The Statistical Analysis of Morphometric Data 
I would like some guidance on the treatment of 'odd' entries on scattergrams.Jacob's Reply was as follows:
Assuming that some drifting is inevitable we may inadvertently sample a 'wrong un' when doing wing morphometry. We may have a basically tight group with an odd dot that is some distance from the main group.
Do we ignore this off target dot or is that cheating?
Unfortunately the scattergram is not really very informative unless you can demonstrate a correlation between discoidalshift and cubitalindex; in most cases there is no correlation. Assuming that in the case you mentioned there was no correlation you can proceed as follows:a) determine whether the extreme position of the outlying point is due to DS or CI or both;Even if you exclude your point from your scattergram keep a record of it. Again I am assuming:
b) calculate either for DS CI or both (depending on your answer in (a) ) in a one tail test either the 5% or 95% quantile (depending at which end of the distribution your outlying point is positioned), if your point falls outside one of these values you are allowed to reject it as not belonging to the population you have measured at a 5% significance level.Suppose you measured 30 wings from a population of say 30,000 bees then you have measured only 0.1% of that population and a second sample of 30 wings may give a different profile of measurements.A mixture of different groups in a single population will be due to genetical as well as environmental factors. We need to know a lot more before we can embark on a partitioning exercise of this nature, and of course we would need the appropriate software, this kind of calculation cannot be done by hand.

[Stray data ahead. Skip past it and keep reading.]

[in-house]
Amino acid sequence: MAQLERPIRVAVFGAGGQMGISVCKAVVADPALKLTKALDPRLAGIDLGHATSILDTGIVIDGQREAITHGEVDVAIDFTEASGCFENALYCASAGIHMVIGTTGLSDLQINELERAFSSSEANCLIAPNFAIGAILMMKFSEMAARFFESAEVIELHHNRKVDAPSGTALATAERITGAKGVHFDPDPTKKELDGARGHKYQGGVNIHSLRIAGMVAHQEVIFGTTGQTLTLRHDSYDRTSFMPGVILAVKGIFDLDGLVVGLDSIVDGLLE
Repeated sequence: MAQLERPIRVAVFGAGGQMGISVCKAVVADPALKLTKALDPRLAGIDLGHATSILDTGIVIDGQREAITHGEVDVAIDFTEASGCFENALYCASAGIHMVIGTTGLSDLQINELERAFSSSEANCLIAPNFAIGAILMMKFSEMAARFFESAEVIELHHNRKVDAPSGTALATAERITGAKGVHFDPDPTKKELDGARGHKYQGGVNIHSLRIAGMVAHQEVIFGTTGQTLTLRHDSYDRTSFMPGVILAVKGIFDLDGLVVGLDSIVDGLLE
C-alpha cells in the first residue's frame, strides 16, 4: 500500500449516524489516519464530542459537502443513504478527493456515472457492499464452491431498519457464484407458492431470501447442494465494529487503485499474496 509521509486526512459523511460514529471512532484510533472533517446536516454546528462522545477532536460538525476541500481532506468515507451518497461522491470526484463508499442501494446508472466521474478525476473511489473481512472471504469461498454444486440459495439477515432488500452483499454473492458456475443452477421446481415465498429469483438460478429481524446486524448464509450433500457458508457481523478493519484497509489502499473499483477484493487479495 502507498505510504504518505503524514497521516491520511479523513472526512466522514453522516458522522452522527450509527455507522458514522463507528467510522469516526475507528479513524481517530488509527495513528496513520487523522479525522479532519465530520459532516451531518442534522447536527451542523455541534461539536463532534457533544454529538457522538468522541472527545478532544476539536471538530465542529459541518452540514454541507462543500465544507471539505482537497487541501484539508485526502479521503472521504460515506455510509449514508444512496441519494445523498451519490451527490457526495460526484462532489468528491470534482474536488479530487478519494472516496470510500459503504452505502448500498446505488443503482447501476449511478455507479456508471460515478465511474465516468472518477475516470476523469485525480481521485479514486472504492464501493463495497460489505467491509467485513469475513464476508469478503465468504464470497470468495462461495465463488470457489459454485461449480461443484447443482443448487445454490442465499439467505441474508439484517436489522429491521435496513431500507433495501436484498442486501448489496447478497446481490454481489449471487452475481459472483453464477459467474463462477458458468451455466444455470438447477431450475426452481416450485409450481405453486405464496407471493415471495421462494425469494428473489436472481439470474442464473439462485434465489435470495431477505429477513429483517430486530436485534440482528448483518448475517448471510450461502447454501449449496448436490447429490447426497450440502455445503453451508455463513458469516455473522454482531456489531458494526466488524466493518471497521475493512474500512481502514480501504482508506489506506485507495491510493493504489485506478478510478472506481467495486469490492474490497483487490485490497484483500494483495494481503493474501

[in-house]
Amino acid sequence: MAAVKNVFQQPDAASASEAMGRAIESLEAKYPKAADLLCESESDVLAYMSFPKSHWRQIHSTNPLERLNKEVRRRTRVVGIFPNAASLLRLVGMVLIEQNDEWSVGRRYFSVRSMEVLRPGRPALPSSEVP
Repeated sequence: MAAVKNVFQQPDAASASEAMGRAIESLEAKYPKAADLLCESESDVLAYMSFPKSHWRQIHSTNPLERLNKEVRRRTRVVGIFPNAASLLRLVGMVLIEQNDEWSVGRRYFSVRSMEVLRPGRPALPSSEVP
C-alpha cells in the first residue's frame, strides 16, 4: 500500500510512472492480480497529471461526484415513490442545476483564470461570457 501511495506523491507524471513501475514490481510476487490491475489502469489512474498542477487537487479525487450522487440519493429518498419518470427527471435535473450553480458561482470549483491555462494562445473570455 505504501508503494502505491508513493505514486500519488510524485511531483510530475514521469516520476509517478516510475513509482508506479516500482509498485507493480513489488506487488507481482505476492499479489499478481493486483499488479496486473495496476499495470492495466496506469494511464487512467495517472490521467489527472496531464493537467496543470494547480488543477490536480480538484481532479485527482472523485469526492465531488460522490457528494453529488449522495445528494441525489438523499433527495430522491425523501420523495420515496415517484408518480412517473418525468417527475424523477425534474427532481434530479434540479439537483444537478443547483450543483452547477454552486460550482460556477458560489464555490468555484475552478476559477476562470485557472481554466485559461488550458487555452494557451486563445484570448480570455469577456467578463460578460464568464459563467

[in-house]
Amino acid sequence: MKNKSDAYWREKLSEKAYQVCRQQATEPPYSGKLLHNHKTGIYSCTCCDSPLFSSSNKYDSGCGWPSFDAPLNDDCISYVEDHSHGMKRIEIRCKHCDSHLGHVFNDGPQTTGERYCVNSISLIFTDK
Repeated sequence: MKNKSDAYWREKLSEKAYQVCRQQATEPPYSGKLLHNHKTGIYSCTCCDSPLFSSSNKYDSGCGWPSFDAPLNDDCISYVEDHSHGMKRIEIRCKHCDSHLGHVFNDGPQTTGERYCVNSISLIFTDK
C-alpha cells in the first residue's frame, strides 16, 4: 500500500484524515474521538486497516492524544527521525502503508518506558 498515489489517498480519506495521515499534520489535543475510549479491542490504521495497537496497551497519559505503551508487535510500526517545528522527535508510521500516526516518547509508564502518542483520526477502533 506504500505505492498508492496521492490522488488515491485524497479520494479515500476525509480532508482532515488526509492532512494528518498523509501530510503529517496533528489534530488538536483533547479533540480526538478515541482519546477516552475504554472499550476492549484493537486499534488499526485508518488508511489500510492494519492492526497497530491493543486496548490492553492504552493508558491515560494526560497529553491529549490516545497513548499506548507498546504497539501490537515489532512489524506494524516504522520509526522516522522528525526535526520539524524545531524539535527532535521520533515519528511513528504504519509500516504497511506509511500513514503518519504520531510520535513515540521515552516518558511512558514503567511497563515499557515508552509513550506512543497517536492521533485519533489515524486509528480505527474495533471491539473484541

A bivariate analysis of variance could be a good start. JK
Written... 24 May 2002